In-Between the Pages: I Like to Move It
I know I’ve been spending a few weeks talking to you all about what slowing down and taking a breather can do and it’s benefits. There is a great benefit to moving around and staying active too and I fell like I haven’t paid enough credit to that. in fact, movement is incredibly beneficial.
The primary benefit of movement and activity is to develop and condition the brain. The nervous system, made up of the brain, the spinal cord and miles of nerves, depends on movement to restore the body to homeostasis — or a state of general balance and equilibrium. Prolonged states of no movement will throw us completely out of our equilibrium and if overused can cause cardio vascular problems, diabetes, and obesity.
A body in motion tends to stay in motion right? That’s what they tell us. Why work so hard to stop it? There is a benefit to movement that can increase you presence just like taking a breather can. This is where it gets similar to what I have been talking about these past few weeks. There is a science of movement that incorporates body movement called “body sense.”
”…links between parasympathetic and immune systems are amplified and strengthened via neural circuitry that connects peripheral sensors and effectors in the body with brain-based limbic-prefrontal-sensorimotor networks for embodied self-awareness (body sense) and self-regulatory prefrontal areas.” — Alan Fogel
In other words, moving slowly and with awareness promotes incredible cardiovascular benefits. In fact, mastering exercise with body sense has more benefits than exercising full speed like with running, biking, or gym work outs provide. Interval exercise, with frequent rest periods giving time to pay attention to the body, has benefits over and above long workouts. Some of those that you might be familiar with that use this discipline of body sense are yoga, tai chi, qi gong, aikido.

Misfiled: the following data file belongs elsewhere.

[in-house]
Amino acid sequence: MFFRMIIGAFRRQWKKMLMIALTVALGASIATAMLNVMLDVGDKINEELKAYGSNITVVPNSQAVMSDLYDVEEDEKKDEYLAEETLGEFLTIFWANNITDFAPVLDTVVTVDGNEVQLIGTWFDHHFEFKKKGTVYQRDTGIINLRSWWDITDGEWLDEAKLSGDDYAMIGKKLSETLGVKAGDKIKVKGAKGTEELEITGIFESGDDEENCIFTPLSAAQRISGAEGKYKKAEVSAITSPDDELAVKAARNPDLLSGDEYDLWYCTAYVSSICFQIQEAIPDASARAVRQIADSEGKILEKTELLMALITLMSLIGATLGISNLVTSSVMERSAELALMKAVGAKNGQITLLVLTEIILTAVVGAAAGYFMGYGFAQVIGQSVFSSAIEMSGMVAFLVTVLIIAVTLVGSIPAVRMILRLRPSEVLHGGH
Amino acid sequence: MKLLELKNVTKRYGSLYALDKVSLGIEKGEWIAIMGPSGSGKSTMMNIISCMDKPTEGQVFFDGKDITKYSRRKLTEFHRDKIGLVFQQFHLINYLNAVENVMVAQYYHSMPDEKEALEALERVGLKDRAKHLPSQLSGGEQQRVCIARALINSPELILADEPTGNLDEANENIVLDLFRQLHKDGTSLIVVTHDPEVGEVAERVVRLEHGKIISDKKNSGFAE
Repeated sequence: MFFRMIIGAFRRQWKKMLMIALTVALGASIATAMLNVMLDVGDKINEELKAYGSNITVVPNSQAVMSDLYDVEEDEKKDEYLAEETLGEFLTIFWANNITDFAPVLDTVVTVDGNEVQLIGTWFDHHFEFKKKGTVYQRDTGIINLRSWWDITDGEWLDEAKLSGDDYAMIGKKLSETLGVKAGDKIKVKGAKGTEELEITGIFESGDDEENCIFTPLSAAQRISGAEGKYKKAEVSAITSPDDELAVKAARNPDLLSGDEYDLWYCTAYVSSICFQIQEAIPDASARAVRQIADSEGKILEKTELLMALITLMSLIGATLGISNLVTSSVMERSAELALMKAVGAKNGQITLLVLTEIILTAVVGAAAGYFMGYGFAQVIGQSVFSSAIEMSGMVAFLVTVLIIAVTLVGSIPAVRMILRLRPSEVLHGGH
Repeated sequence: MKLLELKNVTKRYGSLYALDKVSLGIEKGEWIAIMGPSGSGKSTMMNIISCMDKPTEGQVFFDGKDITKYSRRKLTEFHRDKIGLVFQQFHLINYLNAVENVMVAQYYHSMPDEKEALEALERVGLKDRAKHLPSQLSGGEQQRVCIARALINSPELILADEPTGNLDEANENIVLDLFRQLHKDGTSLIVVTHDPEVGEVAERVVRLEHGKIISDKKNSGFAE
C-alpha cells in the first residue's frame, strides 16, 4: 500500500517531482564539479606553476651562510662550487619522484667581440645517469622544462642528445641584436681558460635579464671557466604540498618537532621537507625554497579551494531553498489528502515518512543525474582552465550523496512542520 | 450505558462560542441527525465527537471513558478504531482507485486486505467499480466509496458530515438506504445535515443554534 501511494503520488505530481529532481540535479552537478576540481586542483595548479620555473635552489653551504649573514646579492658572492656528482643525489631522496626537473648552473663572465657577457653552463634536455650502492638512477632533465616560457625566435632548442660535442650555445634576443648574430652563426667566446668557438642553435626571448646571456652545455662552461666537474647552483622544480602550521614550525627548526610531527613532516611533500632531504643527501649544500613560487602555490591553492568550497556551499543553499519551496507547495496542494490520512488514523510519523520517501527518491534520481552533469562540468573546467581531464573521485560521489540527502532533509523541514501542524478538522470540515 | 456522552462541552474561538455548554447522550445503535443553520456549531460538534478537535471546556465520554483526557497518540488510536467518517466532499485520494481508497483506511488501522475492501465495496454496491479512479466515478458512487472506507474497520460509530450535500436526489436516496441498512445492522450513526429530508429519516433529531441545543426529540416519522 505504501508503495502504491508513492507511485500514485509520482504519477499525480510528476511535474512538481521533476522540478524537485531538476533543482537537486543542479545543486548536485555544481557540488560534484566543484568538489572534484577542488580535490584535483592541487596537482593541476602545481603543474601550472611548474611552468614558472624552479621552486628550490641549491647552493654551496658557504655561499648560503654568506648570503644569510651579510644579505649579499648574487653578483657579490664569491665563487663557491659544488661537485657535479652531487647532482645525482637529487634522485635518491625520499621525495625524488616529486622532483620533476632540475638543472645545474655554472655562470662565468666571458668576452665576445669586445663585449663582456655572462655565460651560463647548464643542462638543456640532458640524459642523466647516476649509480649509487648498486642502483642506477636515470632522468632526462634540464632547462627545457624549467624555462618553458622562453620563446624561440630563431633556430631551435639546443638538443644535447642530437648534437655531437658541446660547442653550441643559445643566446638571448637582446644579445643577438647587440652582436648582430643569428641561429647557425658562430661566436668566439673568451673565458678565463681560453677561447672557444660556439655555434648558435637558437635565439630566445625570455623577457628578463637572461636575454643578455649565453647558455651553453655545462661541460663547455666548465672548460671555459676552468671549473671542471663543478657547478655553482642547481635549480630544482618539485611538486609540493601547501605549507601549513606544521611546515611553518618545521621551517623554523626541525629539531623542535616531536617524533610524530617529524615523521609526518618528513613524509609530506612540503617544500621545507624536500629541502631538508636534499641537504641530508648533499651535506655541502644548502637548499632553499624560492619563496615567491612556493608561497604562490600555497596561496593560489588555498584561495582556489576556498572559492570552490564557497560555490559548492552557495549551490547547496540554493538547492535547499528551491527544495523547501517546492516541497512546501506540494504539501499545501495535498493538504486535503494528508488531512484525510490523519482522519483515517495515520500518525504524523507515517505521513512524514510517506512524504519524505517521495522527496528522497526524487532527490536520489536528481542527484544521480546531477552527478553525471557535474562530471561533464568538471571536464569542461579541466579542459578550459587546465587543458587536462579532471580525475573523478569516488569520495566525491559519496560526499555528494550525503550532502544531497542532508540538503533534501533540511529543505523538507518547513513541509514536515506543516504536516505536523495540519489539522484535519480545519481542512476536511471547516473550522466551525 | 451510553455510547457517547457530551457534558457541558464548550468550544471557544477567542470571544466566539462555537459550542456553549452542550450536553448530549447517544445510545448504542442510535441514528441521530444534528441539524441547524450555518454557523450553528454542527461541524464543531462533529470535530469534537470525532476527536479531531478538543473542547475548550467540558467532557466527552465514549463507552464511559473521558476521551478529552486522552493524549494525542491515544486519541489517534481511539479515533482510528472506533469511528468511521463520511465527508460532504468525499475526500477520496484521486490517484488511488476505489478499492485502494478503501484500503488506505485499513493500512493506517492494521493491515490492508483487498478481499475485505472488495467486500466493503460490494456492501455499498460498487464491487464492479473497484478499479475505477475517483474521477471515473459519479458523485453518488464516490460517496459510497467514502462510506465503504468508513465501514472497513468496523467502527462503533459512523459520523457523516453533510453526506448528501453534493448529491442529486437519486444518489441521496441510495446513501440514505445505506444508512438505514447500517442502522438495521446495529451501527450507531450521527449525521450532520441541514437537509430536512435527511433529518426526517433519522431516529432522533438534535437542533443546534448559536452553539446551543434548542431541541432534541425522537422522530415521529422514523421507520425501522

”Slow movement is like slow food in which all acts related to eating — shopping, preparing, ingesting, and digesting — are done with awareness and presence.” — Alan Fogel
Slowing down to speed up takes on a whole new meaning right?
Movement can also grow your brain! Studies have found that movement can increase the plasticity of your brain or it’s ability to change/grow based on the experiences it has. The movement you take which creates new experiences by you exploring or getting around actually grows your neurons causing them to expand. Literally stimulating the brain with new activities of movement or new individuals to interact with and it reacts by creating new connections that cause it to actually expand in size.
If you want to give your brain the best chance to continue growing and forming new connections, you need to find ways to continually enrich your own world, stay active, meet new people, try new things, and always keep learning.
There is a ton of software and technology out there that creates this perfect timing to get up and move around by “nudging” you into action. We will cover that in a new post down the line. For now, at least once an hour, get up and move around. Not just around the house, but really push yourself to try and experience something different as you move around.
Have a really great rest of the week and I’d love to hear how it’s going! Thanks for reading.
Originally published at www.writingwaves.com.